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All objects in Java have intrinsic locks and these locks are used for synchronization. This concept prevents objects from being manipulated by different threads at the same time, or helps control execution of specific blocks of code.

What will happen if the locks themselves get contended upon - i.e. 2 threads asking for the lock at the exact microsecond.

Who gets it, and how does it get resolved?

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Where did you get this notion of intrinsic locks? – Craig Dec 30 '13 at 4:44
    
if 2 threads want the same lock in the exact "nanosecond", then the thread which requests/asks for it first will get it... provided some other thread is not holding it.. – TheLostMind Dec 30 '13 at 4:44
    
@Craig In the Oracle site itself. If you're not familiar with the concept, read about it here: docs.oracle.com/javase/tutorial/essential/concurrency/… – Question Everything Dec 30 '13 at 4:46
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This is a bit broad for here, a complete answer would be a chapter in a book on concurrency. The short answer is that there is no "exact same time" - its an atomic operation done with CPU support – Brian Roach Dec 30 '13 at 4:48
    
I'm familiar with the subject, just never heard it called that (worked with synchronisation mainly in C#) – Craig Dec 30 '13 at 4:48
up vote 3 down vote accepted

What will happen if the locks themselves get contended upon - i.e. 2 threads asking for the lock at the exact microsecond.

One thread will get the lock, and the other will be blocked until the first thread releases it.

(Aside: some of the other answers assert that there is no such thing as "at the same time" in Java. They are wrong!! There is such a thing! If the JVM is using two or more cores of a multi-core system, then two threads on different cores could request the same Object lock in exactly the same hardware clock cycle. Clearly, only one will get it, but that is a different issue.)

Who gets it, and how does it get resolved?

It is not specified which thread will get the lock.

It is (typically) resolved by the OS'es thread scheduler ... using whatever mechanisms that uses. This aspect of the JVM's behaviour is (obviously) platform specific.

If you really, really want to figure out precisely what is going on, the source code for OpenJDK and Linux are freely available. But to be frank, you don't need to know.

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On the same clock cycle in multi-core you still don't have "at the same time" at the memory access level when talking about mutexes (because if you did you'd be hosed). The bus arbitrator is going to determine which core "wins" and gets access to the memory. That's what I was eluding to in my (non-answer) comment :) – Brian Roach Dec 30 '13 at 6:28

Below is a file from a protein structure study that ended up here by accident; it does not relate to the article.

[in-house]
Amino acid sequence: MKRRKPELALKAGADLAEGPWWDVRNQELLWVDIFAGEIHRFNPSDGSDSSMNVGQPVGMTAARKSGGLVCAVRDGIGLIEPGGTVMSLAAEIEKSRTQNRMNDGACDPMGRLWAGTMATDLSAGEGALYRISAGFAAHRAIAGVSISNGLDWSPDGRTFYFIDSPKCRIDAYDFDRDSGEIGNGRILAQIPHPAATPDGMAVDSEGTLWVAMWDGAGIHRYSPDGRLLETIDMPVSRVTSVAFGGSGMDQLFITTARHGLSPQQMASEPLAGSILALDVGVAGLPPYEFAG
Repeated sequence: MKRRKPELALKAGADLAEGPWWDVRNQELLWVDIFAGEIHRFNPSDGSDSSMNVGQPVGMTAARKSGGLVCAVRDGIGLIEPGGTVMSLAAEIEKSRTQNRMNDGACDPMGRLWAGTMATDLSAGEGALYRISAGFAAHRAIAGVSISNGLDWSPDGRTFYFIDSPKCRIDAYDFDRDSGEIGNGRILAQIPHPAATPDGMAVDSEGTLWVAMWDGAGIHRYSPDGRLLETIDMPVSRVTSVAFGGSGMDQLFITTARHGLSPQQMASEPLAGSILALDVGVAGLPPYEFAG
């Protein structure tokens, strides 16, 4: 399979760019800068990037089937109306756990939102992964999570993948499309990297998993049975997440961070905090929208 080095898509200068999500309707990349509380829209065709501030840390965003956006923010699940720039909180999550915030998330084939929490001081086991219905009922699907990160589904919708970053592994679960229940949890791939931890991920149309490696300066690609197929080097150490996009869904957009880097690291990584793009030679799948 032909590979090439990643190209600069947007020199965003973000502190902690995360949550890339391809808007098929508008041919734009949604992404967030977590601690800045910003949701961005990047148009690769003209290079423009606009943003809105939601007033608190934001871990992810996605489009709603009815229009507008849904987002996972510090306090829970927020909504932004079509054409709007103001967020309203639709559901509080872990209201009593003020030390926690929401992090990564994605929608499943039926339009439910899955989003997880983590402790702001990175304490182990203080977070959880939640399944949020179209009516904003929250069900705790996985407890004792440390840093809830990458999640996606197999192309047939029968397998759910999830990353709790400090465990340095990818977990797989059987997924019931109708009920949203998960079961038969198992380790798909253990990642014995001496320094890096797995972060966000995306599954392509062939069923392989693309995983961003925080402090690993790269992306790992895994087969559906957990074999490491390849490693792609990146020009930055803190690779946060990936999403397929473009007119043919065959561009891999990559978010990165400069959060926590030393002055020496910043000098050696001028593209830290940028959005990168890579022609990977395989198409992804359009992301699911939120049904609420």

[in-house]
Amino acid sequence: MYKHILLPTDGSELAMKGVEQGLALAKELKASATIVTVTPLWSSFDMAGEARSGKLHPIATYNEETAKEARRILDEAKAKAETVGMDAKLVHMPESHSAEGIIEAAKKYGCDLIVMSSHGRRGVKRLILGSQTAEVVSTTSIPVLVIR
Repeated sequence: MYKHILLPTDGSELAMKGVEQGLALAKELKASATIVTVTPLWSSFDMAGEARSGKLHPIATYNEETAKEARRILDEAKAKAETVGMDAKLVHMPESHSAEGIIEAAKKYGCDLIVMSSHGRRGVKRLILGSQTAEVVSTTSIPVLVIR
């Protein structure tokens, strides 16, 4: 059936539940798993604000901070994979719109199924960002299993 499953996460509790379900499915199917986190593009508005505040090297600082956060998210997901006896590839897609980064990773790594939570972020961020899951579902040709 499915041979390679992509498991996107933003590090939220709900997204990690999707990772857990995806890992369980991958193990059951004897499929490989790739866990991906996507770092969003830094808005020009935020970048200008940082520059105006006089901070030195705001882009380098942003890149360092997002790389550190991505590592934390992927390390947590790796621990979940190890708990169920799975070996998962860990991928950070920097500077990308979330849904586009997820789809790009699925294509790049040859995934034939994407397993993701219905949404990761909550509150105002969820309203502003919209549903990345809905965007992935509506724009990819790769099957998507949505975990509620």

@BrianRoach - Even if there is a piece of hardware that decides which core "wins" when updating a single memory cell, the fact remains that the two cores did reach the finishing line at the same time. That is what >>I<< mean. Certainly, your point about arbitrating (write) access to the same memory cell does not apply in more general cases ... which is what my point is about. – Stephen C Dec 30 '13 at 6:56

When it comes to concurrency, there is no such thing as "at the same time"; java ensures that someone is first.

If you are asking about simultaneous contended access to lock objects, that is the essence of concurrent programming - nothing to say other than "it happens by design"

If you are asking about simultaneously using an object as a lock and as a regular object, it's not a problem: It happens all the time when using non synchronized methods during a concurrent call to a synchronized method (which uses this as the lock object)

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The thing handling lock requests can only handle one thing at a time; therefore, 2 threads can't ask for the lock at the same time.

Even if it is in the same microsecond, one will still be ahead of the other one (perhaps faster by a nanosecond). The one that asks first will get the lock. The one who asks second will then wait for the lock to be released.

An analogy will be ... stacking papers together... Suppose I have one hand and that hand can only hold one piece of paper. Different people(threads) are handing me a single piece of paper. If two people "offer me papers at the same time" I will handle one before the other

In reality, there is no such thing as at the same time. The phrase exists because our brains can not work at the micro...nano...pico second speeds

http://docs.oracle.com/javase/tutorial/essential/concurrency/locksync.html

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Locks are implemented not only in JVM but also at OS and hardware level so the mechanisms may differ. We rely on Java API and JVM specs and they say that one of the threads will acquire the lock the other will block.

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